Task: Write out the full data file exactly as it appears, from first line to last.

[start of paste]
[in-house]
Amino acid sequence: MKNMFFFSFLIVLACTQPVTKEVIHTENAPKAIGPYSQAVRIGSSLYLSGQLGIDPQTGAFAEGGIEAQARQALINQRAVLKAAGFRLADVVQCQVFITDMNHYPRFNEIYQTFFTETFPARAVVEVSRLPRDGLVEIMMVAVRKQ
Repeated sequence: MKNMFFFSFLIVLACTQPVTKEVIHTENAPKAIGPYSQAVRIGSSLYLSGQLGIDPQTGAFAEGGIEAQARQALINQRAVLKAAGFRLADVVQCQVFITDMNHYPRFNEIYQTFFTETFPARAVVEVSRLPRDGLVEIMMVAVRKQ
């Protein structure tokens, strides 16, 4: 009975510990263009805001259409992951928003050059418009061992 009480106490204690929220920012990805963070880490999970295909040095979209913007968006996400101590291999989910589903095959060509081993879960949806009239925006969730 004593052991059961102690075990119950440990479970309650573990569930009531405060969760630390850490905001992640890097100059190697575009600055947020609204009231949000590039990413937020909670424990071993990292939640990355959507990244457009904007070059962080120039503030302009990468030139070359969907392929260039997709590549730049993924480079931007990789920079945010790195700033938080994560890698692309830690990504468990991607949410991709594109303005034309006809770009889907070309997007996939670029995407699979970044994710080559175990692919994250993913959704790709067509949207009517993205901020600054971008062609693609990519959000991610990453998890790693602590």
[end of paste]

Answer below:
[in-house]
Amino acid sequence: MKNMFFFSFLIVLACTQPVTKEVIHTENAPKAIGPYSQAVRIGSSLYLSGQLGIDPQTGAFAEGGIEAQARQALINQRAVLKAAGFRLADVVQCQVFITDMNHYPRFNEIYQTFFTETFPARAVVEVSRLPRDGLVEIMMVAVRKQ
Repeated sequence: MKNMFFFSFLIVLACTQPVTKEVIHTENAPKAIGPYSQAVRIGSSLYLSGQLGIDPQTGAFAEGGIEAQARQALINQRAVLKAAGFRLADVVQCQVFITDMNHYPRFNEIYQTFFTETFPARAVVEVSRLPRDGLVEIMMVAVRKQ
């Protein structure tokens, strides 16, 4: 009975510990263009805001259409992951928003050059418009061992 009480106490204690929220920012990805963070880490999970295909040095979209913007968006996400101590291999989910589903095959060509081993879960949806009239925006969730 004593052991059961102690075990119950440990479970309650573990569930009531405060969760630390850490905001992640890097100059190697575009600055947020609204009231949000590039990413937020909670424990071993990292939640990355959507990244457009904007070059962080120039503030302009990468030139070359969907392929260039997709590549730049993924480079931007990789920079945010790195700033938080994560890698692309830690990504468990991607949410991709594109303005034309006809770009889907070309997007996939670029995407699979970044994710080559175990692919994250993913959704790709067509949207009517993205901020600054971008062609693609990519959000991610990453998890790693602590």